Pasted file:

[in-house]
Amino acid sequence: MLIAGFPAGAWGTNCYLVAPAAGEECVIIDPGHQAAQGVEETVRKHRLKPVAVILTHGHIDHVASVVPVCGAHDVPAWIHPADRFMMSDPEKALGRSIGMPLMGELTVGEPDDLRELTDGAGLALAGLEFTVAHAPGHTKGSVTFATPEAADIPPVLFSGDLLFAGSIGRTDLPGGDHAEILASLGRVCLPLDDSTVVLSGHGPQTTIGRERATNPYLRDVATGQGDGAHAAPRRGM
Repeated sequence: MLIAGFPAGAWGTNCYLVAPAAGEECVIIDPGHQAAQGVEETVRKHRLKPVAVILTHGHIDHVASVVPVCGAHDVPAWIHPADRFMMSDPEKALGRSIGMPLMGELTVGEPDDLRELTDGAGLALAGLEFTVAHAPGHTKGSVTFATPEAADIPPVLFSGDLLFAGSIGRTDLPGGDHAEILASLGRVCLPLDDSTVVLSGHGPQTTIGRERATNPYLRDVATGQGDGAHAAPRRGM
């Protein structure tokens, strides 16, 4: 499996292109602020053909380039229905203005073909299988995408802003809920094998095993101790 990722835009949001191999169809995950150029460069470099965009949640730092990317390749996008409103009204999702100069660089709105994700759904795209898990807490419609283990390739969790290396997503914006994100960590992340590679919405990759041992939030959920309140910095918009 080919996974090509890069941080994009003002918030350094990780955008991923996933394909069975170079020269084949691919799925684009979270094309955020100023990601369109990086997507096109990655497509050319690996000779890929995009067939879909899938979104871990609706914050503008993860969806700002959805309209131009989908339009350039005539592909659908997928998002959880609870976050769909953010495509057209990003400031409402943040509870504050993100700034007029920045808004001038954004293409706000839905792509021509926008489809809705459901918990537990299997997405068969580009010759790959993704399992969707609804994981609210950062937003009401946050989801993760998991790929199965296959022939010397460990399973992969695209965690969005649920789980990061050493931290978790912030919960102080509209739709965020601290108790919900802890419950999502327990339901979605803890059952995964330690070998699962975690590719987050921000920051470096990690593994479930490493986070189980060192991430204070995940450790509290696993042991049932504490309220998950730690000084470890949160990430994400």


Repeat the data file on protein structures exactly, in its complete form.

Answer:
[in-house]
Amino acid sequence: MLIAGFPAGAWGTNCYLVAPAAGEECVIIDPGHQAAQGVEETVRKHRLKPVAVILTHGHIDHVASVVPVCGAHDVPAWIHPADRFMMSDPEKALGRSIGMPLMGELTVGEPDDLRELTDGAGLALAGLEFTVAHAPGHTKGSVTFATPEAADIPPVLFSGDLLFAGSIGRTDLPGGDHAEILASLGRVCLPLDDSTVVLSGHGPQTTIGRERATNPYLRDVATGQGDGAHAAPRRGM
Repeated sequence: MLIAGFPAGAWGTNCYLVAPAAGEECVIIDPGHQAAQGVEETVRKHRLKPVAVILTHGHIDHVASVVPVCGAHDVPAWIHPADRFMMSDPEKALGRSIGMPLMGELTVGEPDDLRELTDGAGLALAGLEFTVAHAPGHTKGSVTFATPEAADIPPVLFSGDLLFAGSIGRTDLPGGDHAEILASLGRVCLPLDDSTVVLSGHGPQTTIGRERATNPYLRDVATGQGDGAHAAPRRGM
């Protein structure tokens, strides 16, 4: 499996292109602020053909380039229905203005073909299988995408802003809920094998095993101790 990722835009949001191999169809995950150029460069470099965009949640730092990317390749996008409103009204999702100069660089709105994700759904795209898990807490419609283990390739969790290396997503914006994100960590992340590679919405990759041992939030959920309140910095918009 080919996974090509890069941080994009003002918030350094990780955008991923996933394909069975170079020269084949691919799925684009979270094309955020100023990601369109990086997507096109990655497509050319690996000779890929995009067939879909899938979104871990609706914050503008993860969806700002959805309209131009989908339009350039005539592909659908997928998002959880609870976050769909953010495509057209990003400031409402943040509870504050993100700034007029920045808004001038954004293409706000839905792509021509926008489809809705459901918990537990299997997405068969580009010759790959993704399992969707609804994981609210950062937003009401946050989801993760998991790929199965296959022939010397460990399973992969695209965690969005649920789980990061050493931290978790912030919960102080509209739709965020601290108790919900802890419950999502327990339901979605803890059952995964330690070998699962975690590719987050921000920051470096990690593994479930490493986070189980060192991430204070995940450790509290696993042991049932504490309220998950730690000084470890949160990430994400």